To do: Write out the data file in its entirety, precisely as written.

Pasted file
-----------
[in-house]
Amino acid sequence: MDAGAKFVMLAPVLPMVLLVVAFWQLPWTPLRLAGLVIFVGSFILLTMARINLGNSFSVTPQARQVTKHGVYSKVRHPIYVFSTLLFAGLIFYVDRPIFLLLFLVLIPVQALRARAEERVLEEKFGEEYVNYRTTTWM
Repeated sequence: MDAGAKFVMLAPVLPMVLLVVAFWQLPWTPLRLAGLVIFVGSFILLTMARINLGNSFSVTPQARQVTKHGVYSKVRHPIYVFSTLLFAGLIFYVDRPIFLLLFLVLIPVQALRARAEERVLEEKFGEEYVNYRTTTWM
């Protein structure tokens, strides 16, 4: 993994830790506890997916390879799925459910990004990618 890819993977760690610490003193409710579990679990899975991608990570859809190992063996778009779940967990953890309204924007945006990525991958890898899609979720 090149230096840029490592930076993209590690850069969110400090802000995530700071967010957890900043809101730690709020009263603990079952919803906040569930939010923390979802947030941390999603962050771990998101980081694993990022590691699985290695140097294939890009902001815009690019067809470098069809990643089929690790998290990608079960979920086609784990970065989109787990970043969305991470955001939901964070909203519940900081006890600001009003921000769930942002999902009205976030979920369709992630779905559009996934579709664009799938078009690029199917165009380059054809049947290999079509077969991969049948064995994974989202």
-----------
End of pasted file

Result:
[in-house]
Amino acid sequence: MDAGAKFVMLAPVLPMVLLVVAFWQLPWTPLRLAGLVIFVGSFILLTMARINLGNSFSVTPQARQVTKHGVYSKVRHPIYVFSTLLFAGLIFYVDRPIFLLLFLVLIPVQALRARAEERVLEEKFGEEYVNYRTTTWM
Repeated sequence: MDAGAKFVMLAPVLPMVLLVVAFWQLPWTPLRLAGLVIFVGSFILLTMARINLGNSFSVTPQARQVTKHGVYSKVRHPIYVFSTLLFAGLIFYVDRPIFLLLFLVLIPVQALRARAEERVLEEKFGEEYVNYRTTTWM
């Protein structure tokens, strides 16, 4: 993994830790506890997916390879799925459910990004990618 890819993977760690610490003193409710579990679990899975991608990570859809190992063996778009779940967990953890309204924007945006990525991958890898899609979720 090149230096840029490592930076993209590690850069969110400090802000995530700071967010957890900043809101730690709020009263603990079952919803906040569930939010923390979802947030941390999603962050771990998101980081694993990022590691699985290695140097294939890009902001815009690019067809470098069809990643089929690790998290990608079960979920086609784990970065989109787990970043969305991470955001939901964070909203519940900081006890600001009003921000769930942002999902009205976030979920369709992630779905559009996934579709664009799938078009690029199917165009380059054809049947290999079509077969991969049948064995994974989202």